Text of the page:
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BCS title game: Malzahn's offenses pile up yards

Auburn coach Gus Malzahn’s offense combines wing-T concepts with spread formations.
Auburn coach Gus Malzahn’s offense combines wing-T concepts with spread formations.
Published Jan. 6, 2014

NEWPORT BEACH, Calif. — Gus Malzahn had taken over as Tulsa's offensive coordinator in 2007 when he sat down to have a long conversation with starting quarterback Paul Smith about a subject very dear to Malzahn.


Malzahn was so adamant that Smith abandon his Nike balls that Smith thought his new coach must have been getting royalties from some other football manufacturer.

"He was just very concerned I wasn't throwing the best ball possible," Smith said. "Really, that was Gus."

Seven years later, Malzahn's stern, laser-focused personality has made him the national coach of the year and architect of one of the biggest turnarounds in college football history. In one year at Auburn, he transformed a 3-9 (0-8 SEC) program into a No. 2 ranking and matchup against No. 1 Florida State in tonight's BCS title game.

"It's a tremendous coaching job," FSU coach Jimbo Fisher said.

At the heart of Malzahn's success is an extreme attention to detail and a cutting-edge offense.

In eight years as a college offensive coordinator or head coach, Malzahn's offenses have finished outside the top 30 in Division I-A only once. He has orchestrated two top-10 passing offenses and four that finished among the top 10 in rushing. "He's a genius at what he does," Auburn center Reese Dismukes said.

But Dismukes said Malzahn's system isn't as complex as people think. The Tigers use old-school wing-T concepts in trendy spread formations, and they run plays at breakneck speed.

The schemes aren't much different from what Rhett Lashlee ran under Malzahn at Shiloh (Ark.) Christian, when Lashlee threw for 13,000 yards — which still ranks seventh nationally among high school quarterbacks.

"The core foundation of it hasn't (changed)," said Lashlee, now Auburn's offensive coordinator. "We want to go fast."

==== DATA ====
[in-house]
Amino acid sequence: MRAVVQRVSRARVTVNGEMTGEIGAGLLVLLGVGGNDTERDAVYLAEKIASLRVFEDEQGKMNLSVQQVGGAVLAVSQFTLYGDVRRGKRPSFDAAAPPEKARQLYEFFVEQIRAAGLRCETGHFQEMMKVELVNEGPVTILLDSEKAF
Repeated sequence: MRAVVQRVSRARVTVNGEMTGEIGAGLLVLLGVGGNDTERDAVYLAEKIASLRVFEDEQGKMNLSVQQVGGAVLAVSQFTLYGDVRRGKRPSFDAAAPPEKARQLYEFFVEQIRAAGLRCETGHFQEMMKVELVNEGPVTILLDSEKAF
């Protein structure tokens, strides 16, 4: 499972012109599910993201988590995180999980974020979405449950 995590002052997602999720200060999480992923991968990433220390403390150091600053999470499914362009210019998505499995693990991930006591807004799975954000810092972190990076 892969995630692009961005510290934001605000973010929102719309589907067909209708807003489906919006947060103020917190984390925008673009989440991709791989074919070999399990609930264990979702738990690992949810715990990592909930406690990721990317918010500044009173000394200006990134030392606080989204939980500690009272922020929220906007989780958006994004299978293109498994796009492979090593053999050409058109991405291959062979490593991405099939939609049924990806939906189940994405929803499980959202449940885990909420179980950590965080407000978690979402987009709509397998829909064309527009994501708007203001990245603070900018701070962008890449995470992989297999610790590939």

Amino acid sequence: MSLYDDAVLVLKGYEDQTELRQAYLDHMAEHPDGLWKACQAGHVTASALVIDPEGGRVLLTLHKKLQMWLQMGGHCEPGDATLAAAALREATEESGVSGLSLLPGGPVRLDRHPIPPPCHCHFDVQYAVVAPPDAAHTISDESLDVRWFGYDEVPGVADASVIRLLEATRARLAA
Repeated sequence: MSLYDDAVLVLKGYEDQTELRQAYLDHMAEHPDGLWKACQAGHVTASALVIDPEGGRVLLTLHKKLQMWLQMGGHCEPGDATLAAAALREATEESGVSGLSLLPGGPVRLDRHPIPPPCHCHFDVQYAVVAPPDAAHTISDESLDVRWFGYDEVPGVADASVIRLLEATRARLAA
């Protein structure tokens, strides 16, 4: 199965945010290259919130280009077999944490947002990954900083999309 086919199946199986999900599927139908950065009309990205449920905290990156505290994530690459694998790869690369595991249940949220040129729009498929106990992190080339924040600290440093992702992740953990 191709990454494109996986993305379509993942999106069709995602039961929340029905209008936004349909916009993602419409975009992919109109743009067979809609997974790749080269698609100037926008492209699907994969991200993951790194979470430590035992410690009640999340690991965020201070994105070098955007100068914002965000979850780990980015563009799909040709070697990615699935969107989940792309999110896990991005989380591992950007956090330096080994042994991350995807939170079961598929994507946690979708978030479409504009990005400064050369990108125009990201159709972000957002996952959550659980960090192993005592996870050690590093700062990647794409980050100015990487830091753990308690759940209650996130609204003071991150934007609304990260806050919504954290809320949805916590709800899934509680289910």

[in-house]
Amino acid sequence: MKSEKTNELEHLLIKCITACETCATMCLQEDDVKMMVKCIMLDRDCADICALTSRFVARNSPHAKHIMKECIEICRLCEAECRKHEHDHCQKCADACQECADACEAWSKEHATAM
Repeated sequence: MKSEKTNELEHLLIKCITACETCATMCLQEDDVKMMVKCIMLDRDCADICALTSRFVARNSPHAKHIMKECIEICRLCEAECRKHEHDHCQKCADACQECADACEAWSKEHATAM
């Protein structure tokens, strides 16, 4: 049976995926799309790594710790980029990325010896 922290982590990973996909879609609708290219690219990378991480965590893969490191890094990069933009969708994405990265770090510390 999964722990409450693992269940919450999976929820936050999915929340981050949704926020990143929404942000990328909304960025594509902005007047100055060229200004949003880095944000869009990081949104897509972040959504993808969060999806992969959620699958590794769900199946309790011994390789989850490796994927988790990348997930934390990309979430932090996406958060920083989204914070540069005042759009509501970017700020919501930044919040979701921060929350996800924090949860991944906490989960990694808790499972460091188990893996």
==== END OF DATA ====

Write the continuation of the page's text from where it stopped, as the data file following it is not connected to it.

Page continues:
Although Malzahn's philosophy is consistent, he adapts to his personnel.

As Arkansas' offensive coordinator in 2006, he inherited a backfield with two future first-round picks — Darren McFadden and Felix Jones — so he started a trend by lining McFadden up as a wildcat quarterback.

Over the next two years at Tulsa, Malzahn aired the ball out with two skilled passers. Smith and David Johnson combined for 9,180 passing yards, and the Golden Hurricane had the No. 1 offense in I-A both seasons.

His 2010 offense found balance with Heisman Trophy winner Cam Newton and gave Auburn its third national title in 53 years. This season's team boasts the No. 1 rushing attack in I-A with the SEC's highest average (335.7 yards per game) in three decades.

"I think so many times in our game, you may see people that try to make a square peg fit in a round hole," Lashlee said. "We just try to take the opposite approach."

Malzahn's biggest achievement this season comes more from the Tigers' personalities than plays.

After a year as Arkansas State's head coach, Malzahn returned to Auburn in December 2012 to find a talented but beaten-down roster. He promised his players a fresh start and banned his staff from even watching film from 2012.

"Auburn is known for that blue-collar, hard-nosed, hit-you-in-the-mouth mentality," Malzahn said.

"We had to get that back."

Players were desperate to avoid another last-place finish in the SEC West, and they bought into Malzahn's no-nonsense personality and new system.

Their offense jumped from the eighth worst in I-A to 11th best, and the nine-game turnaround is tied for the largest in I-A history.

"Coach Malzahn made it very simple," defensive back Robenson Therezie said. "Find a way to win."


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